EECS 564________________________PROBLEM SET #6________________________Winter 1999
ASSIGNED: February 19, 1999 READ: Catch up on Sections 4.3-4.6 of Srniath (used this week).
DUE DATE: February 26, 1999 THIS WEEK: Detection of known signals in white noise processes.
- We observe r(t)=h(t)*x(t)+n(t),0 < t < T, where h(t)=Ae^{-At}, t > 0
and x(t) is a known causal signal. Under hypothesis H_{i}, A=A_{i}, i=0,1.
n(t) is white Gaussian noise (WGN) with power spectral density (PSD) N_{0}/2.
Compute the LRT. Then, compute P_{D} and P_{F} for x(t)=impulse and large T.
- Under hypothesis H_{i} we observe r(t)=s_{i}(t)+w(t) for 0 < t < T and i=0,1,
w(t) is white Gaussian noise (WGN) with power spectral density (PSD) N_{0}/2.
The signals s_{i}(t) for various modulation schemes are as follows:
signal | ASK | FSK | PSK | definition |
s_{0}(t) | 0 | A sin(w_{1}t) | A sin(w_{2}t) |
A=(2E/T)^{½} |
s_{1}(t) | A sin(w_{1}t) | A sin(w_{2}t) |
-A sin(w_{2}t) | w_{i}=2&pi i/T |
- Draw signal spaces for each scheme using two basis functions f_{i}(t), i=1,2.
This means depict s_{0}(t)=c_{1}f_{1}(t)+c_{2}f_{2}(t) for some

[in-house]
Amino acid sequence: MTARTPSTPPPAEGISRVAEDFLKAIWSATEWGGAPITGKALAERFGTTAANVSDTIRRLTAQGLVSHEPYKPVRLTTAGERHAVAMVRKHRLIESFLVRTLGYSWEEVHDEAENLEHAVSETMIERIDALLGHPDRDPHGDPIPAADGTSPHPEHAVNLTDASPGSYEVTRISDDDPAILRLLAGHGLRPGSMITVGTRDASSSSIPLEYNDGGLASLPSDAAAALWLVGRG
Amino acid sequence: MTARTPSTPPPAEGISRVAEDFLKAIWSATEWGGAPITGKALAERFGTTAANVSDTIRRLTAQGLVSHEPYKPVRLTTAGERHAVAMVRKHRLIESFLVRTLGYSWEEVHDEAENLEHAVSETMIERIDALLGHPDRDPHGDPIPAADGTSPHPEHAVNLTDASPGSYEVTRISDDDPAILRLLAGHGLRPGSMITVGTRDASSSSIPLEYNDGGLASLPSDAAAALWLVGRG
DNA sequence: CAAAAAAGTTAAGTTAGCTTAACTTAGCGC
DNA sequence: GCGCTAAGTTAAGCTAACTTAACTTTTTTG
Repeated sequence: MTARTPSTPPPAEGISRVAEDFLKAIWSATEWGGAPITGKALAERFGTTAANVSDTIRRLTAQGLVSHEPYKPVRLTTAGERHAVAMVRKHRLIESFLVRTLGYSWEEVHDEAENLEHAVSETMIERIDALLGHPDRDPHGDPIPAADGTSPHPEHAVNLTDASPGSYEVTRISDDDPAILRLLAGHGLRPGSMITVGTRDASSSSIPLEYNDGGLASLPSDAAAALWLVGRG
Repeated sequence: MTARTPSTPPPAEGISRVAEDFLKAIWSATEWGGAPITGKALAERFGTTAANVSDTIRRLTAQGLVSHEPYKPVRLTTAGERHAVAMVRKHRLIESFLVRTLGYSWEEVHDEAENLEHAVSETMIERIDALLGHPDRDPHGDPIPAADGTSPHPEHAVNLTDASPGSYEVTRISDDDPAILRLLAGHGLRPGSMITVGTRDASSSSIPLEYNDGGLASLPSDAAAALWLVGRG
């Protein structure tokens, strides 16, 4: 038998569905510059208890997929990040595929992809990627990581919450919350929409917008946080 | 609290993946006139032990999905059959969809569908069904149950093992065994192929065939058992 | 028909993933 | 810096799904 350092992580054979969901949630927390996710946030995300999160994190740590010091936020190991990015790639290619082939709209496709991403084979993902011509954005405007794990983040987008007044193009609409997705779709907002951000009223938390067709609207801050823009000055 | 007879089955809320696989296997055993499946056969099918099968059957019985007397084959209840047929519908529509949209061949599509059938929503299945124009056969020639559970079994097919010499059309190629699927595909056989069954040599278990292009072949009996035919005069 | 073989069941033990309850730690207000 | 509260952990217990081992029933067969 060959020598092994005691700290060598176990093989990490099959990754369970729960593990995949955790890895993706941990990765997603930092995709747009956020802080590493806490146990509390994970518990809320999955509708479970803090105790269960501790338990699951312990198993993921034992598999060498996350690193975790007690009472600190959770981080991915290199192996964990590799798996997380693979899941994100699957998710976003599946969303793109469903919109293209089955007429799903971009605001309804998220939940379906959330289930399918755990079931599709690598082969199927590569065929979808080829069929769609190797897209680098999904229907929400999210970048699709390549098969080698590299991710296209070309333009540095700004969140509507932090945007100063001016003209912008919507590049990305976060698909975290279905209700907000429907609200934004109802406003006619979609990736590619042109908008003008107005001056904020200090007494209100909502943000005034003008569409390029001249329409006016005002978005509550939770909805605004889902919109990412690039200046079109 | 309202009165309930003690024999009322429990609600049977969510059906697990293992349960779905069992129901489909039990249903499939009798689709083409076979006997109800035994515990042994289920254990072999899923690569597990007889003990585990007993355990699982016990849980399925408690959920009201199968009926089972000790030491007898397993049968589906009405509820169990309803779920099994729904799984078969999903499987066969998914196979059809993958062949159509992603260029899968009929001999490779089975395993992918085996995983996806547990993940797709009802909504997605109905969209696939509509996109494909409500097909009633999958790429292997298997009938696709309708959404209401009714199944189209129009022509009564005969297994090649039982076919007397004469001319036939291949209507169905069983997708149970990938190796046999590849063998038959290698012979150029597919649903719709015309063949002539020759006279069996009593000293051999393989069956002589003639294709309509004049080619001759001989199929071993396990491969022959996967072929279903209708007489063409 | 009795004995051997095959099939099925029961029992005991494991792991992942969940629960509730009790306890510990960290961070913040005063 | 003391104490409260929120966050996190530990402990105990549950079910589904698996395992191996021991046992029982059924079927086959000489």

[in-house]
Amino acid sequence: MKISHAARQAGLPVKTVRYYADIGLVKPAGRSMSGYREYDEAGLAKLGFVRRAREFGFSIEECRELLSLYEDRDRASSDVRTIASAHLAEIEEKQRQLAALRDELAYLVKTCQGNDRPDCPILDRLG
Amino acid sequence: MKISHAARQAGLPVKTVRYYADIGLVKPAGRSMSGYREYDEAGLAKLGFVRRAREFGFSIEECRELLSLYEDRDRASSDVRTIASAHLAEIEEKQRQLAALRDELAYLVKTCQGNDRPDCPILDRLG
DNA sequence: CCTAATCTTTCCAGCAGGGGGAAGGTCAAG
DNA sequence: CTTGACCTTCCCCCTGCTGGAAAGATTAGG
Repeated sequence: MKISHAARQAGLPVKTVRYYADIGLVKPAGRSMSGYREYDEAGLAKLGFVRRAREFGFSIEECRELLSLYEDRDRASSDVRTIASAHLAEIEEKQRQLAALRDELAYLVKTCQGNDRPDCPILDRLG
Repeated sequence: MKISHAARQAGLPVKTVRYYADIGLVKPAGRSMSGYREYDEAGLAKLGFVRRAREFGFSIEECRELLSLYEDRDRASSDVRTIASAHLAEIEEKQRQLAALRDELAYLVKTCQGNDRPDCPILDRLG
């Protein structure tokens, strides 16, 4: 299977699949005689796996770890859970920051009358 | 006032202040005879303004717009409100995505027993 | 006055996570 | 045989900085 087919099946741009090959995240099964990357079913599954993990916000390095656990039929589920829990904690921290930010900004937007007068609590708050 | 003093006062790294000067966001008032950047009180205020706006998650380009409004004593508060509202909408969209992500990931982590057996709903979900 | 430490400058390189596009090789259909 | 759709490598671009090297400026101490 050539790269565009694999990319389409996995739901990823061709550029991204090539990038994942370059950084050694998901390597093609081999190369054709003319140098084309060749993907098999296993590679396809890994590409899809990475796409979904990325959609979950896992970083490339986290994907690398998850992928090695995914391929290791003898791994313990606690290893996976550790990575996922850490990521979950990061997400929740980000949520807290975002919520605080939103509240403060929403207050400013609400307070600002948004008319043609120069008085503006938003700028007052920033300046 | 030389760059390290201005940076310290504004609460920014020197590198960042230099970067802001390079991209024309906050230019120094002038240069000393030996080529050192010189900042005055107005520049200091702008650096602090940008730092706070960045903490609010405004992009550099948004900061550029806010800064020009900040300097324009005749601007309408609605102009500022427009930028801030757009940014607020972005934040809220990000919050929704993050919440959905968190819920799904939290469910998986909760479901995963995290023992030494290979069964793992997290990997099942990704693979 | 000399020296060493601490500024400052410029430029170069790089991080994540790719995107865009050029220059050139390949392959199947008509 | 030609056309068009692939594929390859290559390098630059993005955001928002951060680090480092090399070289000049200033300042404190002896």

constants c_{i}; similary for s_{1}(t).
- Compute d^{2} and Pr[error] for each scheme, assuming Pr[H_{0}]=Pr[H_{1}]=½.
- Compare the schemes in terms of accuracy and energy required.
- Suboptimum receivers, or "You can't always get what you want..."
Often, in the real world, we can't afford to use the optimal matched filter (which is h(t)=s(T-t)).
Instead, we may use h(t)=e^{-at},t > 0 as a simpler, 1-pole, suboptimal matched filter.
Let the actual signal be s(t)=T^{-½},0 < t < T. We observe r(t)=s(t)+w(t) or r(t)=w(t).
w(t) is white Gaussian noise (WGN) with power spectral density (PSD) N_{0}/2.
- Choose a in the mismatched filter h(t) to maximize the Fisher discriminant d^{2}.
- Show that the performance loss can be compensated by a small increase in signal energy.
How many decibels of energy? "You get what you need..." (The Rolling Stones).
- A set of M signals s_{i}(t) is represented in signal space (see problem #2) by s_{i}.
Linear translation of the vectors s_{i} does not affect Pr[error] if a MAP receiver is used.
We can save energy by translating these vectors, which now represent different signals.
- What translation vector m minimizes average energy Pr[H_{1}]|s_{1}-m|^{2}
+...+Pr[H_{M}]|s_{M}-m|^{2}?
- Interpret your answer physically in terms of center of mass and moment of inertia.
- Now let s_{i} represent orthogonal equal-energy equally-likely signals.
Sketch the signal spaces for M=2,3,4. These are called "simplex signals."
- How much energy is saved by using simplex signals, as a function of M?